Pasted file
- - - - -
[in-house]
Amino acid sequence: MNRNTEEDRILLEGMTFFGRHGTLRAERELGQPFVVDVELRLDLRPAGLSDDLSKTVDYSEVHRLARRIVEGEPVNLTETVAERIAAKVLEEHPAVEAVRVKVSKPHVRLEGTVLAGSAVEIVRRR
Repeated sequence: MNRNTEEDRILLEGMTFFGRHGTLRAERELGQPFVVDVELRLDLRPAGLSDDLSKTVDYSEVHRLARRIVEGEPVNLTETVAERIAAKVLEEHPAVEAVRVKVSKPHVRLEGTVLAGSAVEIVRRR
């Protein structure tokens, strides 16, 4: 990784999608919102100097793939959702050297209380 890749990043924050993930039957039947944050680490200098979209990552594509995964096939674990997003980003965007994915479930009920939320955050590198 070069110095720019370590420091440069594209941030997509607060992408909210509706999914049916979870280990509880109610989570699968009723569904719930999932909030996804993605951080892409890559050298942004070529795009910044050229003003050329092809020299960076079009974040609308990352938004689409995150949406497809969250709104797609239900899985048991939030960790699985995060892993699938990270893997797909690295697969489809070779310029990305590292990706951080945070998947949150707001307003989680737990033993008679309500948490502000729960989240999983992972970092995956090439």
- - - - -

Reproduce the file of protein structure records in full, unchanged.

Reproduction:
[in-house]
Amino acid sequence: MNRNTEEDRILLEGMTFFGRHGTLRAERELGQPFVVDVELRLDLRPAGLSDDLSKTVDYSEVHRLARRIVEGEPVNLTETVAERIAAKVLEEHPAVEAVRVKVSKPHVRLEGTVLAGSAVEIVRRR
Repeated sequence: MNRNTEEDRILLEGMTFFGRHGTLRAERELGQPFVVDVELRLDLRPAGLSDDLSKTVDYSEVHRLARRIVEGEPVNLTETVAERIAAKVLEEHPAVEAVRVKVSKPHVRLEGTVLAGSAVEIVRRR
């Protein structure tokens, strides 16, 4: 990784999608919102100097793939959702050297209380 890749990043924050993930039957039947944050680490200098979209990552594509995964096939674990997003980003965007994915479930009920939320955050590198 070069110095720019370590420091440069594209941030997509607060992408909210509706999914049916979870280990509880109610989570699968009723569904719930999932909030996804993605951080892409890559050298942004070529795009910044050229003003050329092809020299960076079009974040609308990352938004689409995150949406497809969250709104797609239900899985048991939030960790699985995060892993699938990270893997797909690295697969489809070779310029990305590292990706951080945070998947949150707001307003989680737990033993008679309500948490502000729960989240999983992972970092995956090439």